Fixed income is the new frontier for factor investing. Pursuing value, momentum, quality or low volatility strategies in bond and credit markets is yet to reach the levels of popularity enjoyed on the equity side of portfolios.
This could be about to change. Pension scheme trustees are a cautious bunch and so many could already be looking to lock in the gains recorded in equities last year.
Indeed, the combined pre-tax profit of the FTSE 350 reached a record £153.8bn in 2017. Growth continued into the first three months of 2018 with dividends up 7.6% year-on-year to £16.7bn.
Bonds are the default market for those with a low tolerance for risk, but with yields on UK government debt at a 1.53%, some may be lured slightly higher along the fixed income risk spectrum.
This is where consultants need to explain the virtues of using factors in fixed income. The sales pitch is usually along the lines of: “You could beat the benchmark and pay lower fees than you would for an active manager.”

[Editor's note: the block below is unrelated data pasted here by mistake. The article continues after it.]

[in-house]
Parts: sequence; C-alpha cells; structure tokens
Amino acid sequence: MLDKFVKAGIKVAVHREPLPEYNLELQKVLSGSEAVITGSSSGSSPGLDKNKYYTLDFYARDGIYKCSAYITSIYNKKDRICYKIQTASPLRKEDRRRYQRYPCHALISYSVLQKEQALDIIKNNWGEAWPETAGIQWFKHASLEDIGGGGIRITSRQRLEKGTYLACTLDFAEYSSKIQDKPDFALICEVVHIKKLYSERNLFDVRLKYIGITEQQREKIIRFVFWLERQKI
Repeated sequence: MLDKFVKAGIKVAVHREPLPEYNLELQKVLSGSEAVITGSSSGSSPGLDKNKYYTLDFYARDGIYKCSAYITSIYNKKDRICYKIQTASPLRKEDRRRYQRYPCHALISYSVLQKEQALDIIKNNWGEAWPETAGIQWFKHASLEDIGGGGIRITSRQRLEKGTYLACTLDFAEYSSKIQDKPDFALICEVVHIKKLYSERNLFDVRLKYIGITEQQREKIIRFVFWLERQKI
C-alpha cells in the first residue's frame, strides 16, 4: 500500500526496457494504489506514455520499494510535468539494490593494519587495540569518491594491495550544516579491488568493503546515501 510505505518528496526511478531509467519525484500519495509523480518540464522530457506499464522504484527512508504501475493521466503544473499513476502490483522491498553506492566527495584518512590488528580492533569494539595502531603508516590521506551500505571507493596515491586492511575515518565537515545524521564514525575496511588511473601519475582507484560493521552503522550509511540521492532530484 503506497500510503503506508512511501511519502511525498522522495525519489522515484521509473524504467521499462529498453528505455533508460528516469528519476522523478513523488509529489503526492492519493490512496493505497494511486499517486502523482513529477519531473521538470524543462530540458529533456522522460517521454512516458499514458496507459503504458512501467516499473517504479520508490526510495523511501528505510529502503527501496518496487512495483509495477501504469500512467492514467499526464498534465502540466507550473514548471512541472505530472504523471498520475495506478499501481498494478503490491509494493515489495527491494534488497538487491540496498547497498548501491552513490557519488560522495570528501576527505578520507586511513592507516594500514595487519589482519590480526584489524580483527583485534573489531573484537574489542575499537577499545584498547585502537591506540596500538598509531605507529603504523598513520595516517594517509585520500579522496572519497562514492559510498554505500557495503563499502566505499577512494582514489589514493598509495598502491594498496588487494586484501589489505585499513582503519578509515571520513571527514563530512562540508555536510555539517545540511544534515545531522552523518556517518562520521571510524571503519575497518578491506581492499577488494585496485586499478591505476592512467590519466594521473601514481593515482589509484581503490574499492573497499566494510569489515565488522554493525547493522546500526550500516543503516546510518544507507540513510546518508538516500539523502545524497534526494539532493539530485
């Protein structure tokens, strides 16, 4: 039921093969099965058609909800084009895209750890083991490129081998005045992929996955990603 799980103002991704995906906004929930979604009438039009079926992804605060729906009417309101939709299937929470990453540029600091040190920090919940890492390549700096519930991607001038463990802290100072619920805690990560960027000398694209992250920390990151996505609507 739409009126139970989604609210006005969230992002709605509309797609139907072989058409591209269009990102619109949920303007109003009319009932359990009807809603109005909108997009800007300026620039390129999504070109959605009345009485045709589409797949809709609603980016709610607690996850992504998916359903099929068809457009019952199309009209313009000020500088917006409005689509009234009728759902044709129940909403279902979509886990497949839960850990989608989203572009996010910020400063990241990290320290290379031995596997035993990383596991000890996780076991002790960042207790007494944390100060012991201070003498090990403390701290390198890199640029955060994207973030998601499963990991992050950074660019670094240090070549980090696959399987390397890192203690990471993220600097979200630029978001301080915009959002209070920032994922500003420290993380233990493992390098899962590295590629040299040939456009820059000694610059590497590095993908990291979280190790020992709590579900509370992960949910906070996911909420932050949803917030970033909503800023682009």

This sounds attractive, but this is a young market and youth has its teething problems.
Factor investing is based on economic and corporate fundamentals, but some investors point to a lack of data in this market, especially at the issuer level. There is clearly some way to go before the level of academic and broker research on factors in the debt and credit markets reach parity with the equity markets. The investors and consultants we brought together to discuss this topic also pointed to problems finding the right people to design factor strategies. It appears that you cannot simply replicate in fixed income what works in equities. This is a market that has to be approached in a new way and it will take time to boost its popularity. Fixed income is the next challenge for the factor investing industry.Download to read more